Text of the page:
Except at the highest queue depths, the random read performance of the BG4 stays within SATA territory, with good but not record-breaking efficiency.

Random Write Performance

Our test of random write burst performance is structured similarly to the random read burst test, but each burst is only 4MB and the total test length is 128MB. The 4kB random write operations are distributed over a 16GB span of the drive, and the operations are issued one at a time with no queuing.

Burst 4kB Random Write (Queue Depth 1)

As with the burst random read test, HMB helps tremendously on the burst random write. Unfortunately, the BG4 is slightly slower than the 480GB RC100 with or without HMB, but at least with HMB it still offers a big performance boost over SATA.

As with the sustained random read test, our sustained 4kB random write test runs for up to one minute or 32GB per queue depth, covering a 64GB span of the drive and giving the drive up to 1 minute of idle time between queue depths to allow for write caches to be flushed and for the drive to cool down.

Sustained 4kB Random Write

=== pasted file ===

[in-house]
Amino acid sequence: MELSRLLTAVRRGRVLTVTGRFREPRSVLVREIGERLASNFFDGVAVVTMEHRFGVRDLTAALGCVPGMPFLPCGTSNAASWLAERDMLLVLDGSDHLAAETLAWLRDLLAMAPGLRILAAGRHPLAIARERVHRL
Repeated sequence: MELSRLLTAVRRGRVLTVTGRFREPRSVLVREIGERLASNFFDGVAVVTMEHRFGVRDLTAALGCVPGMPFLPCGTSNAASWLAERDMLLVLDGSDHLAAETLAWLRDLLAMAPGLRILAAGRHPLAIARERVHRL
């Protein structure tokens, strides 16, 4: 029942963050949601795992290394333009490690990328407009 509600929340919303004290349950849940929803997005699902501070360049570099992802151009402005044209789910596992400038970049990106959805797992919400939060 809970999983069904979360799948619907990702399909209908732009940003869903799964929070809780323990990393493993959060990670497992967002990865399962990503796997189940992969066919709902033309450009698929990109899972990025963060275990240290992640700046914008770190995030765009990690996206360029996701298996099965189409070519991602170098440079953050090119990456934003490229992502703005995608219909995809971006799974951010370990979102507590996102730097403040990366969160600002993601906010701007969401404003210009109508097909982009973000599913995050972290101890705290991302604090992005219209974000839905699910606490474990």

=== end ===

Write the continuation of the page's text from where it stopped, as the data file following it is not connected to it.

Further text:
The longer random write test also covers a wider span of the drive, which defeats the performance benefits HMB would otherwise offer and leaves the BG4 just as slow as the RC100. The HP EX900 manages to provide twice the performance despite also being DRAMless, but even that is still slower than the mainstream SATA SSD.

Sustained 4kB Random Write (Power Efficiency)
Power Efficiency in MB/s/W Average Power in W

The BG4 has the lowest power consumption on the random write test, slightly better than even the RC100. But the performance is poor enough that the efficiency scores are still among the worse for this batch of drives.

Since the bottleneck for the BG4 on this test is the mapping data access rather than the writing of user data, performance is basically flat across all tested queue depths save for slightly higher performance at QD1.

Plotted against all the drives that we have put through this test, the BG4 is stuck down in the low-performance/low-power corner where it isn't setting any records for better or worse.

AnandTech Storage Bench - Light Sequential Performance


View All Comments

  • intelati - Friday, October 18, 2019 - link